A framed photo of a young Michael Rocco still hangs in the family room, one where he's grinning wildly while straddling the Nittany Lion statue and wearing a Penn State sweatshirt.
Because of his family's connections to the university, Rocco grew up strolling the sidelines of Beaver Stadium and donning clothes embroidered with that Lions logo. His grandfather, Frank Sr., served as an assistant under Joe Paterno. And his father, Frank Jr., played as the backup quarterback during the 1982 national championship season.
Now, Michael, Virginia's starting quarterback, is watching film to find weaknesses in the team he once rooted for.
"I'm treating it like just another game," Michael Rocco said Monday. "Even though it's a childhood memory of mine, I'm at UVA now."
Rocco has started 14 consecutive games and believes the Cavaliers' penchant for four-receiver sets could cause problems for his family's alma mater. He threw for 2,671 yards last season, the most for a first-year starter in school history, and held off Alabama transfer Phillip Simms for this season's starting job.
He's currently on a path to challenge some of Matt Schaub's school records. But, three years ago, it seemed as if he might have instead been on a path once traveled by his father -- or at least toward a destination other than Charlottesville.
Michael grew up dreaming of stepping through Penn State's south tunnel to 110,000 screaming fans, his father said. So, when Joe Paterno ushered the Rocco family into his office after a senior football camp, the family was hopeful.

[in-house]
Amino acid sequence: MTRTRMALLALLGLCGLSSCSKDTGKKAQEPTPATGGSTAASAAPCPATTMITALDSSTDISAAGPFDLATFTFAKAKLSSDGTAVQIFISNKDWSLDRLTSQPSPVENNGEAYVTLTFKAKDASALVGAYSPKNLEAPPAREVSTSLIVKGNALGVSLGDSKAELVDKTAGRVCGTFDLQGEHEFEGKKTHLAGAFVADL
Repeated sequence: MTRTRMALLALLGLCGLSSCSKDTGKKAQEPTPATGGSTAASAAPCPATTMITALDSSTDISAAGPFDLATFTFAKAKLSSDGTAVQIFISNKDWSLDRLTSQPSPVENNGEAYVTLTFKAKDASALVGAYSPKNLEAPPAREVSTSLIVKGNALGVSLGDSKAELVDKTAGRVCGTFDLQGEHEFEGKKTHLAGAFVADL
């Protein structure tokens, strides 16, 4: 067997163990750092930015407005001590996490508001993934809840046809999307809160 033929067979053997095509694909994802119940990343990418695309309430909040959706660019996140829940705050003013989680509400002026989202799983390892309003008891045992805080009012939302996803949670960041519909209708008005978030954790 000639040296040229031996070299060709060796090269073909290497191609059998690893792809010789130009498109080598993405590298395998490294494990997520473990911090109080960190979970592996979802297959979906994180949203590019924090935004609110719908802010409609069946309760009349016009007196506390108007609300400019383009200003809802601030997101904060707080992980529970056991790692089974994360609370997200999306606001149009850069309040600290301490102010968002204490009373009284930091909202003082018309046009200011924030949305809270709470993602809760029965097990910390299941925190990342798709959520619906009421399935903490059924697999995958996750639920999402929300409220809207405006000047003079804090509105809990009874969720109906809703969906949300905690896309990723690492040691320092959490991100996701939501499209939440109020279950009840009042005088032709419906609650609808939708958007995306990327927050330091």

Michael's father said his son so clearly outshone Penn State's other recruits -- Rob Bolden and Paul Jones -- that the coaching staff couldn't ignore him. Bolden already accepted his offer, Paterno told them. And they expected a commitment from Jones, so there was no room on the 2010 roster for another quarterback.
But what if Michael grayshirted?
"We went back to Virginia and processed a few things," Michael's father said. "But we just never heard back from Penn State and I think, as time went on, he really felt that as much as Penn State was his dream school, that Louisville was the best when it all got boiled down.
"They really didn't do a great job of communicating during that period."
When coaching changes struck Louisville, Michael decommitted and searched for a nearby school with a pro-style offense. He found Virginia and coach Mike London, who had just replaced Al Groh.
And when Bill Lazor -- an assistant with seven years of NFL seasoning -- joined the Virginia staff, Michael was sold.
"I don't really have hard feelings toward Penn State," Michael said. "I'm happy where I am now."
Michael's father said it will be a bit surreal when he watches Saturday's game from the stands. Then again, it was a unique experience last Saturday when his son rolled over a Richmond team coached by his brother, Danny Rocco.
"I'm proud to be a PSU alumnus," Frank Jr. said, "but my son is my son, and I'll be praying on every down and hoping to take down the Nittanies just this one time. And then, hopefully, they can rally and have 10 great games the rest of the year. I think they deserve it."